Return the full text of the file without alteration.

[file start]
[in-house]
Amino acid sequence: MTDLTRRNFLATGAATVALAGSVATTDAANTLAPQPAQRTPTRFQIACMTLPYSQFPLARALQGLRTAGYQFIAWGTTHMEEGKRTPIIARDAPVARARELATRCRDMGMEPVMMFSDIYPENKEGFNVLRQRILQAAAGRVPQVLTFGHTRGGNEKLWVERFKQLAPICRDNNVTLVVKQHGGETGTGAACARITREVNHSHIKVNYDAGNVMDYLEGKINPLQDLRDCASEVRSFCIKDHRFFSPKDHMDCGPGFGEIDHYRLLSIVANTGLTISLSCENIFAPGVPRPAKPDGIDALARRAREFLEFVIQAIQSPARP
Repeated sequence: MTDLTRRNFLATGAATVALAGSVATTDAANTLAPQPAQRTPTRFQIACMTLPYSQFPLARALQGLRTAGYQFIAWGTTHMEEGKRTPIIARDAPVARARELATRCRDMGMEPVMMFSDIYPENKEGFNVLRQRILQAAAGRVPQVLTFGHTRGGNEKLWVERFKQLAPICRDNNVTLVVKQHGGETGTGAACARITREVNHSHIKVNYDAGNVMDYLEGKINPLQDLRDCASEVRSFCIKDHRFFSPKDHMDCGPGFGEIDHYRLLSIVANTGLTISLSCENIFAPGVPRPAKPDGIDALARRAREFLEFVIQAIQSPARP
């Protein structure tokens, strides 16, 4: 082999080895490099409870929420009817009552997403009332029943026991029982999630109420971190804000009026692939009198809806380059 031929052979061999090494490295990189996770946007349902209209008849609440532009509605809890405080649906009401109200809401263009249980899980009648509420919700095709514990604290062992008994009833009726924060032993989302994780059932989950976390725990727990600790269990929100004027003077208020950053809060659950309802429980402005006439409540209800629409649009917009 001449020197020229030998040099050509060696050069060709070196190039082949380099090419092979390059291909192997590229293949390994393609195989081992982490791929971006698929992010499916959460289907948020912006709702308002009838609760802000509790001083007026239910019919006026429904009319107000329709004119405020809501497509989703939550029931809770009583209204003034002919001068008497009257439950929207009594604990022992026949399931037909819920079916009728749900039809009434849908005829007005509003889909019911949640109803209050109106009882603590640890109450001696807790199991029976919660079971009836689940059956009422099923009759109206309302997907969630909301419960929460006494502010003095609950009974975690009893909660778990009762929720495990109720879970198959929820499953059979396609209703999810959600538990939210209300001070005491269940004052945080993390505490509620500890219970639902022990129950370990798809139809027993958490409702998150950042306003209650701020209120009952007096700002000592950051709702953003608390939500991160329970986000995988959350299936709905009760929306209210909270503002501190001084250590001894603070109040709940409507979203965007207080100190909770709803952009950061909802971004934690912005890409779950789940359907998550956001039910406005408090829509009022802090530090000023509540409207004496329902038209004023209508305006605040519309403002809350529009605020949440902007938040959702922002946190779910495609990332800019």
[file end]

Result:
[in-house]
Amino acid sequence: MTDLTRRNFLATGAATVALAGSVATTDAANTLAPQPAQRTPTRFQIACMTLPYSQFPLARALQGLRTAGYQFIAWGTTHMEEGKRTPIIARDAPVARARELATRCRDMGMEPVMMFSDIYPENKEGFNVLRQRILQAAAGRVPQVLTFGHTRGGNEKLWVERFKQLAPICRDNNVTLVVKQHGGETGTGAACARITREVNHSHIKVNYDAGNVMDYLEGKINPLQDLRDCASEVRSFCIKDHRFFSPKDHMDCGPGFGEIDHYRLLSIVANTGLTISLSCENIFAPGVPRPAKPDGIDALARRAREFLEFVIQAIQSPARP
Repeated sequence: MTDLTRRNFLATGAATVALAGSVATTDAANTLAPQPAQRTPTRFQIACMTLPYSQFPLARALQGLRTAGYQFIAWGTTHMEEGKRTPIIARDAPVARARELATRCRDMGMEPVMMFSDIYPENKEGFNVLRQRILQAAAGRVPQVLTFGHTRGGNEKLWVERFKQLAPICRDNNVTLVVKQHGGETGTGAACARITREVNHSHIKVNYDAGNVMDYLEGKINPLQDLRDCASEVRSFCIKDHRFFSPKDHMDCGPGFGEIDHYRLLSIVANTGLTISLSCENIFAPGVPRPAKPDGIDALARRAREFLEFVIQAIQSPARP
């Protein structure tokens, strides 16, 4: 082999080895490099409870929420009817009552997403009332029943026991029982999630109420971190804000009026692939009198809806380059 031929052979061999090494490295990189996770946007349902209209008849609440532009509605809890405080649906009401109200809401263009249980899980009648509420919700095709514990604290062992008994009833009726924060032993989302994780059932989950976390725990727990600790269990929100004027003077208020950053809060659950309802429980402005006439409540209800629409649009917009 001449020197020229030998040099050509060696050069060709070196190039082949380099090419092979390059291909192997590229293949390994393609195989081992982490791929971006698929992010499916959460289907948020912006709702308002009838609760802000509790001083007026239910019919006026429904009319107000329709004119405020809501497509989703939550029931809770009583209204003034002919001068008497009257439950929207009594604990022992026949399931037909819920079916009728749900039809009434849908005829007005509003889909019911949640109803209050109106009882603590640890109450001696807790199991029976919660079971009836689940059956009422099923009759109206309302997907969630909301419960929460006494502010003095609950009974975690009893909660778990009762929720495990109720879970198959929820499953059979396609209703999810959600538990939210209300001070005491269940004052945080993390505490509620500890219970639902022990129950370990798809139809027993958490409702998150950042306003209650701020209120009952007096700002000592950051709702953003608390939500991160329970986000995988959350299936709905009760929306209210909270503002501190001084250590001894603070109040709940409507979203965007207080100190909770709803952009950061909802971004934690912005890409779950789940359907998550956001039910406005408090829509009022802090530090000023509540409207004496329902038209004023209508305006605040519309403002809350529009605020949440902007938040959702922002946190779910495609990332800019």